They finally came up to a camp but found that it needed a key. Anita and one of her friends volunteered to go get it with a driver of one of the wagons. While the guards discussed things among themselves, Anita, her friend, and the three others from the Bible group devised a plan to run away. The three others would sneak off and head to the railroad station where they would wait for Anita and the other friend. Thankfully, they were all able to get away and meet up and shed their work clothes; they had regular clothes on underneath. They agreed Anita looked the most Aryan of the group with her long, blonde hair and everyone would believe them if they said she was one. They were able to sneak away on a train.
Anita fell asleep and woke up shivering and feverish. They had no choice but to take her to the Red Cross facility in Berlin. When it was time to stop, a nice German officer carried her off of the train, believing her to be Aryan. They found shelter at one of the girls’ in-laws where the soldier dropped her off and left. By morning, it was determined they were going to have to take her to the hospital. They discovered the nurse was a Nazi, so they were all forced to keep quiet about who they really were. The nurse wrapped her wound and told her they would have to operate on her. After Anita came out of the operation, she heard the nurse speak, “Boy, that girl sure talks a lot.” After hearing that, Anita knew she had most likely mentioned something about her being a Jew.
The nurse’s behavior soon became sadistic. She refused to give Anita antibiotics after the surgery and would allow soap and other residue to enter into the infection, making it worse. Along with physically harming her, she also mocked and ridiculed her. Dittman mentioned, “She really wanted to kill me. She could see herself getting awarded with a medal from Hitler for killing a Jew. That thought seemed to please her.” Eventually one of Anita’s friends brought concerns to the doctor in charge, saying he should go check on Anita. The doctor had been hearing from the nurse that Anita had been healing perfectly and had not thought she needed to be checked upon.
Dittman said, “That was one reason I knew the doctor was not a Nazi. When he checked up on me, he actually did something about it.” She immediately had to go into surgery again and when she woke up she discovered she had a new nurse. The other nurse was sent to another section of the hospital with bigger pay. Dittman stated, “They had to be careful in those days. The doctor couldn’t fire her and say it was because he was trying to save a Jew’s life.” Anita prayed every day for God to save her leg and not have it cut off. Her prayers were answered. She eventually was able to walk again and got better day by day. One day the sirens went off, informing everyone the Russians had arrived.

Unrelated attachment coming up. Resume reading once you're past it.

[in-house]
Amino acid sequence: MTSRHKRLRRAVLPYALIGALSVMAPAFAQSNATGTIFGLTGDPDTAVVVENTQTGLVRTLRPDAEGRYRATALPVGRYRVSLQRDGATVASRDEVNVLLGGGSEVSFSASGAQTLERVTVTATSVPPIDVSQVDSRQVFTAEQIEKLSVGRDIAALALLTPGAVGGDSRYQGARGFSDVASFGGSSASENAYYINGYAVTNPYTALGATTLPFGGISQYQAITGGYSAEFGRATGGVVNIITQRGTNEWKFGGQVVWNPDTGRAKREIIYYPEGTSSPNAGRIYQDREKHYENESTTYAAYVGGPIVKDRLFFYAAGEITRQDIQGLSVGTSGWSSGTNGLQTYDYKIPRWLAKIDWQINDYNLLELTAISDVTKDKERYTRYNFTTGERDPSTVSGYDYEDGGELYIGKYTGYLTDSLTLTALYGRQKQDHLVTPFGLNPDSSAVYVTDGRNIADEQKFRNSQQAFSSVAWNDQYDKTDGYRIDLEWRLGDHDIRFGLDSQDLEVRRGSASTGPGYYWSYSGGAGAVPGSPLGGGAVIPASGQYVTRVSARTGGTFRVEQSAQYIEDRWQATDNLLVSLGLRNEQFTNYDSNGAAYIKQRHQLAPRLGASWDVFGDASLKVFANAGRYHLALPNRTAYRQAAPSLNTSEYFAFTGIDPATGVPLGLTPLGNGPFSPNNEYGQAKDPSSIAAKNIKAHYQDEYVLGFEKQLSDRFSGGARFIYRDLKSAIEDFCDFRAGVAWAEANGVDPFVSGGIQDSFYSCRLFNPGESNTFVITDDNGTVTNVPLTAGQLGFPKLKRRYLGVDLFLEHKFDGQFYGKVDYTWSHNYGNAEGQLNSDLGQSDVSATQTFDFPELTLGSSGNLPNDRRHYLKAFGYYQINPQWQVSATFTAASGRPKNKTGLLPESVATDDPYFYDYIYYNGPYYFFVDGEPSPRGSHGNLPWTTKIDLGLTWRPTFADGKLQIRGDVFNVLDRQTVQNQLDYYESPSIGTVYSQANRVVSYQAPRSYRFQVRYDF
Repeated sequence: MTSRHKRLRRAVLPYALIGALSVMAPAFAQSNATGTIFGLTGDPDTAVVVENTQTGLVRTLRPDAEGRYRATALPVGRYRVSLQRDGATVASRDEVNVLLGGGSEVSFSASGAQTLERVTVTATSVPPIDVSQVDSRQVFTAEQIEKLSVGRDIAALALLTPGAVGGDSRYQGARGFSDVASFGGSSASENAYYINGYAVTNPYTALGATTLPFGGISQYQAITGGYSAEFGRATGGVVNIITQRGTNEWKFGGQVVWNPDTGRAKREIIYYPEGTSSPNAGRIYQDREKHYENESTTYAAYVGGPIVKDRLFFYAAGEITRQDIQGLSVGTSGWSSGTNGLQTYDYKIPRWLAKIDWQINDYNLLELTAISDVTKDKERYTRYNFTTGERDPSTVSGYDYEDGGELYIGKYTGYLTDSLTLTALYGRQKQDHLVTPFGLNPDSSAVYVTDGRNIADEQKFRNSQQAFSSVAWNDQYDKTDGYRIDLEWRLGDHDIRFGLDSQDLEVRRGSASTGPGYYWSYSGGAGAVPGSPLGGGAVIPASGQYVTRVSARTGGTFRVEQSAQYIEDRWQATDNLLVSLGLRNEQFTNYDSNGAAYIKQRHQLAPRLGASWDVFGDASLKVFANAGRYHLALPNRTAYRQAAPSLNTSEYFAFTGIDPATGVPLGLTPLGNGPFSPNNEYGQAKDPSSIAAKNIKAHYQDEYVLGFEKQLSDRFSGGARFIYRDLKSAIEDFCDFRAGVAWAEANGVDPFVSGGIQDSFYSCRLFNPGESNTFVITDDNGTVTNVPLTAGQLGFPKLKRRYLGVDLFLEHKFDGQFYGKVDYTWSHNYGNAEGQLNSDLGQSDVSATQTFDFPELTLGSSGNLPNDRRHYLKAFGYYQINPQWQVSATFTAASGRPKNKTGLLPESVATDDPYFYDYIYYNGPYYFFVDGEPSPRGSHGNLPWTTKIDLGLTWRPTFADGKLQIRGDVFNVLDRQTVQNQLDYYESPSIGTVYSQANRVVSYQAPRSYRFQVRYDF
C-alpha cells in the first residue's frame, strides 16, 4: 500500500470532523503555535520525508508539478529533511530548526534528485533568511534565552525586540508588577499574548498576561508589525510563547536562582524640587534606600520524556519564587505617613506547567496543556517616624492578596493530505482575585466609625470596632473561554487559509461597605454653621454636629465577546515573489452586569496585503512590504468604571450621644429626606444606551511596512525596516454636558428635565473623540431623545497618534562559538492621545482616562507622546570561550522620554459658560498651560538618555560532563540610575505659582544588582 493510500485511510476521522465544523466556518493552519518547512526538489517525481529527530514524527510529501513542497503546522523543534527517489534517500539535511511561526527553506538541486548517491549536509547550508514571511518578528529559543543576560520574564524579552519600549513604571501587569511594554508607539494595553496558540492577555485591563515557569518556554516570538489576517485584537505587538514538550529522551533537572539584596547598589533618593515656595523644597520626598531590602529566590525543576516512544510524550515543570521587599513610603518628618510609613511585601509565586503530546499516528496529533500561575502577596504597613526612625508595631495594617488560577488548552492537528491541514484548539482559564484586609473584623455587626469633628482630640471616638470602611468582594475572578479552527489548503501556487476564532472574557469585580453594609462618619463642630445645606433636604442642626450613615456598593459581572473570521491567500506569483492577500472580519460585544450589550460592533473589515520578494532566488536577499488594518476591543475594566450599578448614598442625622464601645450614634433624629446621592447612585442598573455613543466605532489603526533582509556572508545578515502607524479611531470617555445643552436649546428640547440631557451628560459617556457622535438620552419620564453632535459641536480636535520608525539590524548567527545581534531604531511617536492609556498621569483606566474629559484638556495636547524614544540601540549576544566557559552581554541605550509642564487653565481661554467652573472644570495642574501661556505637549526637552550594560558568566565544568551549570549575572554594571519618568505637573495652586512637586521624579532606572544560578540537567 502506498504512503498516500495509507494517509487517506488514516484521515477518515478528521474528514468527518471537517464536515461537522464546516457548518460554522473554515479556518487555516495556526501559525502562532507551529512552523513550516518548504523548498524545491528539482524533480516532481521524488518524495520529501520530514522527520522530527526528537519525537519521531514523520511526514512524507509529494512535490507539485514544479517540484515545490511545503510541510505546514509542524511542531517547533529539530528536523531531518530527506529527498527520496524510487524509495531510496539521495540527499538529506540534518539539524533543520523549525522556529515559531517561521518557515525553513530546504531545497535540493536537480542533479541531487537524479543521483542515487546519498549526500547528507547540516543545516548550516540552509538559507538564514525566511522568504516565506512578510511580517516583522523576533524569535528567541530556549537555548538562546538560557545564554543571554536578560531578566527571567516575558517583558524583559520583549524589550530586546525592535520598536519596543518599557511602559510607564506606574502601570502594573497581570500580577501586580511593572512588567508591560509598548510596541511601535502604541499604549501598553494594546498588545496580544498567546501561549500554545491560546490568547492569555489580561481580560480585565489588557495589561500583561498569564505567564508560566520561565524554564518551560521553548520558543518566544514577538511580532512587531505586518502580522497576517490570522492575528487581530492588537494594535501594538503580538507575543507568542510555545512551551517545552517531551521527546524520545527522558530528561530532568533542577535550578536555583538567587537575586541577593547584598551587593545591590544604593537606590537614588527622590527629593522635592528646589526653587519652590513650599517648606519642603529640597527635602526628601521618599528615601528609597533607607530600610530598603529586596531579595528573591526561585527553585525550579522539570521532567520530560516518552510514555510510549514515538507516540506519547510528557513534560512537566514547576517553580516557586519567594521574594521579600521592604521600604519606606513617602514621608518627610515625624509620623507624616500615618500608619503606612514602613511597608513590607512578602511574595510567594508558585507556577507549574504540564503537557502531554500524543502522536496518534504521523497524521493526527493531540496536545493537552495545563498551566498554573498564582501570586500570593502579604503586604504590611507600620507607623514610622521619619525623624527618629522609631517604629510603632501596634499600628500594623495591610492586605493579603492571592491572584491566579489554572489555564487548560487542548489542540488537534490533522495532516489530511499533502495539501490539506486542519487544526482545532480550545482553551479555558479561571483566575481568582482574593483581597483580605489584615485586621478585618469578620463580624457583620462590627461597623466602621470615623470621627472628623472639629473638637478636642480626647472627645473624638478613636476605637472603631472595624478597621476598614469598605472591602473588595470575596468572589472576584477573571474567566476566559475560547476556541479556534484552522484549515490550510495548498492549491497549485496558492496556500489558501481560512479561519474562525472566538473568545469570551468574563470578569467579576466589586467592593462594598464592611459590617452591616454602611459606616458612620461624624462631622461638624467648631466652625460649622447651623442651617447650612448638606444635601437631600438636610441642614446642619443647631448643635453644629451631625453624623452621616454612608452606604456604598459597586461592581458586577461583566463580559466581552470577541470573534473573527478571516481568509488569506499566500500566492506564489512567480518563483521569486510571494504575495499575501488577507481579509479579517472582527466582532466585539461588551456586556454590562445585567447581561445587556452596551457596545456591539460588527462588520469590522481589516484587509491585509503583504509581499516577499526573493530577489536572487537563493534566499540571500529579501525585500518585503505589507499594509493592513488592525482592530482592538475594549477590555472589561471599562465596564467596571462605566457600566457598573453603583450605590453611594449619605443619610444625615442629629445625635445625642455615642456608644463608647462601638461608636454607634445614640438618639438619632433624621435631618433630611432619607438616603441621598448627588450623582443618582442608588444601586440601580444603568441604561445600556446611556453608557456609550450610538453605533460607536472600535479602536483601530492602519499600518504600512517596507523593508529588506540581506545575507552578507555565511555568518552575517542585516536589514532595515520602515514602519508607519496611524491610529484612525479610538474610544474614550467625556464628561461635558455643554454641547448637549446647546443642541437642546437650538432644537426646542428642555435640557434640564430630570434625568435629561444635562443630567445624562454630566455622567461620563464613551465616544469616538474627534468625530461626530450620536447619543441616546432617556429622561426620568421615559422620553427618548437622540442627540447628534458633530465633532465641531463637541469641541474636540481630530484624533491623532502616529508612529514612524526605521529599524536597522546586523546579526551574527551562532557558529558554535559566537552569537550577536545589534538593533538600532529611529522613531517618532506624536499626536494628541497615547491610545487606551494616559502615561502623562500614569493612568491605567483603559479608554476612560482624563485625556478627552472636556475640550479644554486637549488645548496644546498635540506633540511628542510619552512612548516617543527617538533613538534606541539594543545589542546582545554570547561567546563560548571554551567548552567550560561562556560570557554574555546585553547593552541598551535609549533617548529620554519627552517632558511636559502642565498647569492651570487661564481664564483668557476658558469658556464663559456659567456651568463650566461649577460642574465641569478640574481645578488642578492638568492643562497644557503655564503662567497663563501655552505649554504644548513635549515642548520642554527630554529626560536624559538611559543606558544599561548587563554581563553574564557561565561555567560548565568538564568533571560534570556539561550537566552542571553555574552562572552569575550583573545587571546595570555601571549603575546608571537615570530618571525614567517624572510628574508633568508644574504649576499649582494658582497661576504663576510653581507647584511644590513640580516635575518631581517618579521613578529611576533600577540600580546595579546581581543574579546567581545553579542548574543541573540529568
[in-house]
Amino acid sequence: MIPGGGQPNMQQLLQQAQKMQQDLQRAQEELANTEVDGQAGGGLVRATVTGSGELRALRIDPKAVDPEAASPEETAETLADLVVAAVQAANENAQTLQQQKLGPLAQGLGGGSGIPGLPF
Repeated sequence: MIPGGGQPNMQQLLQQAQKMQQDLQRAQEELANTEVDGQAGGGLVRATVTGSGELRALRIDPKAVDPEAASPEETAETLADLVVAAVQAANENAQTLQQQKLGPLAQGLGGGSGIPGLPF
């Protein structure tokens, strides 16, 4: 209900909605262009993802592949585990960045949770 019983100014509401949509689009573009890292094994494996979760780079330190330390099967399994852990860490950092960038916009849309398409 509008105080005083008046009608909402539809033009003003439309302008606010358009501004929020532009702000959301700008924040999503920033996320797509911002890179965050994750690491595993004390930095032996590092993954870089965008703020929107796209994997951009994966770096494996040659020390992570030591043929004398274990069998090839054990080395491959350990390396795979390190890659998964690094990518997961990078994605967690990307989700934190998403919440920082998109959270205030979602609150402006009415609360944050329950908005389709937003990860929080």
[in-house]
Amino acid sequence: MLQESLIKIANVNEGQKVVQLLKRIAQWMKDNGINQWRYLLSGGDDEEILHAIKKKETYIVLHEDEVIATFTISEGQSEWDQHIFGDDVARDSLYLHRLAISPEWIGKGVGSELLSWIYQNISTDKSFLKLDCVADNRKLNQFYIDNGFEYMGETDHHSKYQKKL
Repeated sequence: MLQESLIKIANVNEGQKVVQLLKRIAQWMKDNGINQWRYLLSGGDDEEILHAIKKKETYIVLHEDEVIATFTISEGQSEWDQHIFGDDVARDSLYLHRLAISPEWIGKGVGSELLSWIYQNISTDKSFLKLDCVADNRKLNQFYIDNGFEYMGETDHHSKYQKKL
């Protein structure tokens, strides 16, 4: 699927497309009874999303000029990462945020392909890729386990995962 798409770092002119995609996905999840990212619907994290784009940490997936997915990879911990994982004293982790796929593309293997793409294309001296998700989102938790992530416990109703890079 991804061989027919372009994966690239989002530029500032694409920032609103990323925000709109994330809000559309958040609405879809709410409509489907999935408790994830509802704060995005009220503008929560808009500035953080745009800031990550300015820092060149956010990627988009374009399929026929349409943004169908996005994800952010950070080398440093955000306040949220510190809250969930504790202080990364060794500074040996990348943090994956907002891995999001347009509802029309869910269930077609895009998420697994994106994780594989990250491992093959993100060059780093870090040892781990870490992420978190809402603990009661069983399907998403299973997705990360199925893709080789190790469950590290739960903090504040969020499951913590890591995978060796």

Anita was lucky in one regard to her legs being in the state that they were. When the Russians invaded the hospital, they immediately started assaulting every woman. When one got to Anita, they thought that the bandages around her leg was fake and immediately took it off. Puss began to ooze out at him and she said, while laughing, “I guess I grossed him out so bad they all left me alone after that.” She got up eventually to go out into the hall. There, she spotted someone sitting on a mattress and crying. She recognized her as the nurse that had tried to kill her. She deliberated for a moment and finally went over to comfort the nurse.
The nurse cried out that the Russians had assaulted her various times. Anita comforted her and after a while the nurse asked, “How can you come and comfort me? Don’t you realize I tried to kill you?”
Anita said, “Yeah, I know that. The Lord has given me courage to come and forgive you.”
After that day, Anita was forced to leave the hospital because there were more residents coming in who needed the beds. She started her journey to find her mother. She met up with another Jewish person who informed her his home in Prague was not too far away from the camp that her mother was at. He said he would like to be her escort for that part of the trip. On June 7, 1945 she was finally reunited with her mother. She found out the Russians had invaded 24 hours before her mother’s camp had finished construction on the new gas chambers and they had been spared.
Together, they reached out to her sister in England. Although they were in contact with her, they were still not allowed to go to England. It had been badly ravaged during the war and could not take in immigrants for a long time. They set off for America instead. They sailed over very rough sea for 11 days. Her mother was one of four out of 200 people who did not get sick. Dittman mentioned, “That’s fine. I was sick enough for the both of us. But we all, all 200 of us, were up on deck to see the statue of liberty for the first time. Well, it didn’t turn out the way we expected. The foghorn was blaring the whole time and there was so much fog we couldn’t hear and see anything for a good while. But when we say it,” she began to choke up, “it still gets me every time I think of it.”
Anita and her mother stayed in New York for a while to rest. They eventually made their way to Iowa and settled down. Anita finished her schooling and went on to college and married; she has two children who live in the Cities.
(A Minnesota Newspaper Report)